The other day I wrote a post noting that, in addition to sex, drugs and rock ‘n’ roll, the so-called “Woodstock Generation” also had a taste for spiritual adventure that has helped shape American life and culture ever since. Basically, without the Age of Aquarius, you don’t end up with a parade of scholars and gurus teaching Oprah how to raise her hands up to the heavens while praying to the Universe, with a big “U.”
Some GetReligion readers were a bit miffed that I seemed to think that all Baby Boomers (me too, I guess) could fit under the same Woodstock banner.
That wasn’t my point, of course. I was simply saying that the alternative approaches to life explored in the late 1960s and early ’70s have had a major impact on shaping how all Americans think and live. Part of that cultural wave was captured in the sexual revolution, part was popular culture that soaked into the soul and part was an openness to alternative forms of spirituality (some of it serious, some of it fleeting), often from the Far East.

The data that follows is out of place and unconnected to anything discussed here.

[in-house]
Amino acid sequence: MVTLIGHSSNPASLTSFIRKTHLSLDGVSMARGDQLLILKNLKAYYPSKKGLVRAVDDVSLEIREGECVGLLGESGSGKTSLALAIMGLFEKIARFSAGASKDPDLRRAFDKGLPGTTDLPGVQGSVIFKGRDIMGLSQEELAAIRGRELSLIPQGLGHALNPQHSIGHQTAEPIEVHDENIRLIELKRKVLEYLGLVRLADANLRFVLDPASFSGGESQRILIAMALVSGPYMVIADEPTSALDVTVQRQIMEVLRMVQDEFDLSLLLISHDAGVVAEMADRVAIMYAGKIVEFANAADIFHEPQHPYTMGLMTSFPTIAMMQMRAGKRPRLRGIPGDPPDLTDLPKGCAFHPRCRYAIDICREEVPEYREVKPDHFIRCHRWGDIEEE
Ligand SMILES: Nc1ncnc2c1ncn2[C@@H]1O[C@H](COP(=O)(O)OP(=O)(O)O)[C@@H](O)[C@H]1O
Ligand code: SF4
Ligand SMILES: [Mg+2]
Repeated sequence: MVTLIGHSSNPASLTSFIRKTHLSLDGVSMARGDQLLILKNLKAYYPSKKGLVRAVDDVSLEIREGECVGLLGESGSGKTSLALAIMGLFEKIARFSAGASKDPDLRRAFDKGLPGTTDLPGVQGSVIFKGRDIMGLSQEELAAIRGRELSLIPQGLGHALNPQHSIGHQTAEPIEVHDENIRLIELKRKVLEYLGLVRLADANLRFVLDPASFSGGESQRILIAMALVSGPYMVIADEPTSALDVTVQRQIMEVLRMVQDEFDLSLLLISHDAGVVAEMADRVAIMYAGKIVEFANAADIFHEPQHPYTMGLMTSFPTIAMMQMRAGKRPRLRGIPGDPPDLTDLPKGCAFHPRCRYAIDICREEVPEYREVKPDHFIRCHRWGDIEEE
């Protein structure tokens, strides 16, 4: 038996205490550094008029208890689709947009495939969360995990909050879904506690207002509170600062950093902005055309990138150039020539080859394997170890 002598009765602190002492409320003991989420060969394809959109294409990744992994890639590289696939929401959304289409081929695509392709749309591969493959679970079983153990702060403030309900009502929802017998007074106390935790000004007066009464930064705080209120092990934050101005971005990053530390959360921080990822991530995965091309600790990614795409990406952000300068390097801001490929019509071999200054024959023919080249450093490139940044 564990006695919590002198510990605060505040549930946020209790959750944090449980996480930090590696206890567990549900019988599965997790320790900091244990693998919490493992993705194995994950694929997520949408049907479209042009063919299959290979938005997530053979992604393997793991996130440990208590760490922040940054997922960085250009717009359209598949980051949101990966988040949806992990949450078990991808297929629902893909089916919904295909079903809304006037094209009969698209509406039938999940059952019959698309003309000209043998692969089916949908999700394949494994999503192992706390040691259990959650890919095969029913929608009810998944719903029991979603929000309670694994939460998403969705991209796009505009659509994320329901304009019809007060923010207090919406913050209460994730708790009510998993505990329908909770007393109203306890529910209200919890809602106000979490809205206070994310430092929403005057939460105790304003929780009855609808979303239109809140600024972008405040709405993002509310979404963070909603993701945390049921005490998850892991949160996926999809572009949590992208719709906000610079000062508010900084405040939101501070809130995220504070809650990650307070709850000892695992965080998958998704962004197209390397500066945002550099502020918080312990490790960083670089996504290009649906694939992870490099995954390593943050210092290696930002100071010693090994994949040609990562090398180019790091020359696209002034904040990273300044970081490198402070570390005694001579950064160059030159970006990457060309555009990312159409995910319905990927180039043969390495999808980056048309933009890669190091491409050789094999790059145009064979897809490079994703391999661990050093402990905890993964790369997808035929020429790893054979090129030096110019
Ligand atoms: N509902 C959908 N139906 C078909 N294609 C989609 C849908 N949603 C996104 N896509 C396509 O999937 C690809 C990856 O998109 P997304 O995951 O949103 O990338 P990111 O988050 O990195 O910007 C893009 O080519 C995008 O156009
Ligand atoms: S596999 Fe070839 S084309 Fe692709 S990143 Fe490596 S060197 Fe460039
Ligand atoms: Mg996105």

Truth be told, some Baby Boomers have also turned into strong believers in traditional forms of faith. Ask any megachurch pastor about that. There are also Baby Boomers who have switched brands and churches, looking for alternatives to the faiths in which they were raised. Some of them (ask your local Orthodox rabbi) ended up digging back into ancient forms of faith. Some have explored traditional forms of Catholicism, Eastern Orthodox, etc., etc.
Once people start searching their paths can go all over the place.
This leads me to that New York Times feature that traced some of these trends right to the final acts of seekers’ lives. The headline was:
Baby Boomers Are Drawn to Green and Eco-Friendly Funerals
The New York City opening — in trendy Park Slope, of course — sets the tone. Spot all the key elements, one at a time: